"United we bargain, divided we beg."

Sunday, May 16, 2010

Opening Day

Canning season has officially begun.

Saturday, I traded four dozen eggs for eight pounds of asparagus at the farmer's market. After we ate our fill of fresh steamed asparagus with lemon mayonnaise (recipe to follow), there were still about four pounds left over. Yes, we can eat a LOT of fresh steamed asparagus.

I've never make pickled asparagus before, but I sure like it. It's the kind of thing I never ever buy because it is just too ridiculously expensive and not really what you might call a staple. I mean really, when are you going to use pickled asparagus? On an antipasto plate, sure. In a bloody mary. Okay, so if I'm planning an Italian themed brunch hour cocktail party, I can see how I'd want some.

And now I have some. Two quarts and a pint - all I could find of wide mouth jars at the moment, and wide mouth lids were the only kind I had new. The reason I don't have any wide mouth canning jars is that my husband keeps stealing them for making test batches of biodiesel. There are about twenty completely ruined jars out in the shed, full of various grades of biodiesel.

Also, I couldn't find my tongs for removing hot lids and jars from boiling water. I had to use a long handled spoon and a carving fork. Clearly, I am not prepared for canning season, but so what? It's still May. I have plenty of time.

Hahahhahaha who am I kidding? I am going to be inundated before I know it.

Fresh steamed asparagus with lemon mayonnaise

Whenever you come into a lot of nice looking asparagus, this is the first thing you'll want to do with it. Wash and trim (by bending the asparagus until it snaps on its own) at least a half pound per person. Place in a large pot of cold, lightly salted water and bring to a boil. As soon as the water begins to truly boil - not just simmer - remove from heat. Let stand two or three minutes and then drain and rinse with cold water. This depends a little on the asparagus - if pencil thin and tender you will want to drain and shock immediately. If thick and older, let stand a little longer before draining. Asparagus should be bright, vigorous green.

In a regular bowl, mix a bog glop prepared mayonnaise (big glop = three or four tablespoons) with the juice of three lemons. Beat with a fork until smooth and creamy. Should be fairly thin, pourable. Season with plenty of fresh ground black pepper and a strong dash of cayenne.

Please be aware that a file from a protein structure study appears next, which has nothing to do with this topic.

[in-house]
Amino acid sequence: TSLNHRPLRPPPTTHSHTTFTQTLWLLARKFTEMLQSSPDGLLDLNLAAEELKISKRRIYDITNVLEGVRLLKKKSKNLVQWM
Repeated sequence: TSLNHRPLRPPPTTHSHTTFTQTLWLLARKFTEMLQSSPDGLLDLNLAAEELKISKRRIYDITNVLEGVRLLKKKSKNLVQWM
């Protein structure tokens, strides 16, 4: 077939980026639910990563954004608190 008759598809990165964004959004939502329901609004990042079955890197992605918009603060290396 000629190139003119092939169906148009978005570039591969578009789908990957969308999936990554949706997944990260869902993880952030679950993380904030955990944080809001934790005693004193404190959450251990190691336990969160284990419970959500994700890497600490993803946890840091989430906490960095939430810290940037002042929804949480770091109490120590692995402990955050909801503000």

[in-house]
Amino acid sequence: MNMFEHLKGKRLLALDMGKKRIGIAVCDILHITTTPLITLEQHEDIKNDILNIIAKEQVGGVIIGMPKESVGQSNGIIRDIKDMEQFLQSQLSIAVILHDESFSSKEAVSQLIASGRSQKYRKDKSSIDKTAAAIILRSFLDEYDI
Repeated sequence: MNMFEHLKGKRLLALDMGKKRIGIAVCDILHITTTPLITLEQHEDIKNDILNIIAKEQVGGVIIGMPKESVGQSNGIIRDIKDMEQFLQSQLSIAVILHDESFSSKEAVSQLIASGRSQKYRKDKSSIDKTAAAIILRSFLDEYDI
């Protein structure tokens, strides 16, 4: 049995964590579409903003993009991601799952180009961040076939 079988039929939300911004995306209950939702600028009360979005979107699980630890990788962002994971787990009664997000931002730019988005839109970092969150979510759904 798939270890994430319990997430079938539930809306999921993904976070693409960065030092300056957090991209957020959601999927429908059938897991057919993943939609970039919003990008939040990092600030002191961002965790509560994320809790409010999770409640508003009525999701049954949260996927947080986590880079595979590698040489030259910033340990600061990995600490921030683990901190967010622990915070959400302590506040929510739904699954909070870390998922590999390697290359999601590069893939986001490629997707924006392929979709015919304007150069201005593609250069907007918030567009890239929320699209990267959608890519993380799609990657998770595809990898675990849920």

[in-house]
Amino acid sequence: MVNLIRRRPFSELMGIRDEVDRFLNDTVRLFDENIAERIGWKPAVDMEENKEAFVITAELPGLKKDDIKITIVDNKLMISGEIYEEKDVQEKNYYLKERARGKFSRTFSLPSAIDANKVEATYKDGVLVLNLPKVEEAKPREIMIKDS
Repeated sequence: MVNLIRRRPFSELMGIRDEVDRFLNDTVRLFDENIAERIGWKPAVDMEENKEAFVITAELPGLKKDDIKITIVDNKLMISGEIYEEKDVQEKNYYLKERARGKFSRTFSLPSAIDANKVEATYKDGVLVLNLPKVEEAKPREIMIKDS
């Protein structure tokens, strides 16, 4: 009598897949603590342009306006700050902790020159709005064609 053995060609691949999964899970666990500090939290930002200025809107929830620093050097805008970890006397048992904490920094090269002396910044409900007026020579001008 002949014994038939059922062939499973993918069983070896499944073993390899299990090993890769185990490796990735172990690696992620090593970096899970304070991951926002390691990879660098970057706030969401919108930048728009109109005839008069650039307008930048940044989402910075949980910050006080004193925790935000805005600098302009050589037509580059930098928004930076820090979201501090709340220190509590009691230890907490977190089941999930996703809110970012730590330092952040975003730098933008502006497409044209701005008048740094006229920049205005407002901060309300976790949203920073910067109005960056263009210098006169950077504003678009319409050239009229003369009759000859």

You could serve this with anything, or even alone as an appetizer. Accompaniments that spring to mind are pasta with butter and pepper, tabouli salad, fresh baked bread, a big bowl of steamer clams, or any kind of fish for that matter. Oh heck, I really can't think of anything that doesn't go with fresh steamed asparagus and lemon mayonnaise. Steak? Sure! Roast chicken? You betcha!

Just be aware that anything you serve with this will be relegated to second place.


The Idiot Gardener said...

I'm currently looking for a good book on preserving; a friend looked over my planting plan and then announced that I was going to have a lot of surplus stuff.

polly's path said...

Yum! I will remember this recipe for when my asparagus comes in! Right now one of the beds is in its first full year and the stalks are too thin to pick. Next year we should be able to harvest well. My second bed was just planted with established 1 yr old crowns, so we'll see who produces edible stuff first. I never thought of canning it though, because here we eat it all-blanched and shocked in a chicken salad, or roasted at high temp in the oven(salt, pepper and olive oil, 400 degrees for 15 mins) with a dusting of parmesan.

Anonymous said...

While I do alot of bartering I will now load up some goods if I go to the Farmer's Market for trade. Good Idea. Great looking jars of Asparagus.

Window On The Prairie said...

We planted asparagus last year, but won't be able to harvest until next year. So we're still having to buy ours from the store. I'll try this recipe - it sounds wonderful.

Aimee said...

Barbara - I have a running trade going with a guy who I always meet at the farmer's market. I don't think I'd be allowed to just bring some goods and start bartering - though it sounds like a really cool idea!

IG - There are so many good books out now on preserving. An oldie but goodie is the blue ball canning book - they update it every year to reflect changes in ideas about safety, but the recipes are a little bit - well - old fashioned. So if you are a traditionalist, go for it! "Preserving the Harvest" Is a good one and covers dehydrating and freezing as well as canning. It is organized by produce, so it's very convienant - but then some of the recipes are pretty offbeat.

happy canning!